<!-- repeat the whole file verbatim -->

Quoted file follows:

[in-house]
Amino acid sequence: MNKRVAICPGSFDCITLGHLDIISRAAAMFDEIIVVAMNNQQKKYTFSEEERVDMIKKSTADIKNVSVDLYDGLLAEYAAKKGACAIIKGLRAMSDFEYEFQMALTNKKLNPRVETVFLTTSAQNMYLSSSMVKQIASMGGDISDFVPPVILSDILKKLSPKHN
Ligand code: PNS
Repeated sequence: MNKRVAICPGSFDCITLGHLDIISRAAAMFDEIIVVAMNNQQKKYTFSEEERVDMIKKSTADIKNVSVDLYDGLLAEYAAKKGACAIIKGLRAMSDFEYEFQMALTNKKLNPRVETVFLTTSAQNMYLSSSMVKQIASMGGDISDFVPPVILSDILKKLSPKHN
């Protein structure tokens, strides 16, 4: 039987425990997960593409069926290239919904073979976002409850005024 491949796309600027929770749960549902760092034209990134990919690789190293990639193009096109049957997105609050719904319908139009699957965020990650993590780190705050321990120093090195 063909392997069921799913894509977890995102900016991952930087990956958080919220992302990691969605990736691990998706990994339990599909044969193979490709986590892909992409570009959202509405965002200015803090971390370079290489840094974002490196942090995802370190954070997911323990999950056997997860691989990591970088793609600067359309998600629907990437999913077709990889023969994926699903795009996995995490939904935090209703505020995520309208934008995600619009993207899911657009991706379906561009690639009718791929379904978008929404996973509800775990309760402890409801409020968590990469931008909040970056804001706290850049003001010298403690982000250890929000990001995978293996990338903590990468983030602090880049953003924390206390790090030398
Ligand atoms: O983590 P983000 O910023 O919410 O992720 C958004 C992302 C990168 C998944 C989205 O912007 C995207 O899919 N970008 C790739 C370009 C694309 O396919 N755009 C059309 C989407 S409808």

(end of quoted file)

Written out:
[in-house]
Amino acid sequence: MNKRVAICPGSFDCITLGHLDIISRAAAMFDEIIVVAMNNQQKKYTFSEEERVDMIKKSTADIKNVSVDLYDGLLAEYAAKKGACAIIKGLRAMSDFEYEFQMALTNKKLNPRVETVFLTTSAQNMYLSSSMVKQIASMGGDISDFVPPVILSDILKKLSPKHN
Ligand code: PNS
Repeated sequence: MNKRVAICPGSFDCITLGHLDIISRAAAMFDEIIVVAMNNQQKKYTFSEEERVDMIKKSTADIKNVSVDLYDGLLAEYAAKKGACAIIKGLRAMSDFEYEFQMALTNKKLNPRVETVFLTTSAQNMYLSSSMVKQIASMGGDISDFVPPVILSDILKKLSPKHN
């Protein structure tokens, strides 16, 4: 039987425990997960593409069926290239919904073979976002409850005024 491949796309600027929770749960549902760092034209990134990919690789190293990639193009096109049957997105609050719904319908139009699957965020990650993590780190705050321990120093090195 063909392997069921799913894509977890995102900016991952930087990956958080919220992302990691969605990736691990998706990994339990599909044969193979490709986590892909992409570009959202509405965002200015803090971390370079290489840094974002490196942090995802370190954070997911323990999950056997997860691989990591970088793609600067359309998600629907990437999913077709990889023969994926699903795009996995995490939904935090209703505020995520309208934008995600619009993207899911657009991706379906561009690639009718791929379904978008929404996973509800775990309760402890409801409020968590990469931008909040970056804001706290850049003001010298403690982000250890929000990001995978293996990338903590990468983030602090880049953003924390206390790090030398
Ligand atoms: O983590 P983000 O910023 O919410 O992720 C958004 C992302 C990168 C998944 C989205 O912007 C995207 O899919 N970008 C790739 C370009 C694309 O396919 N755009 C059309 C989407 S409808």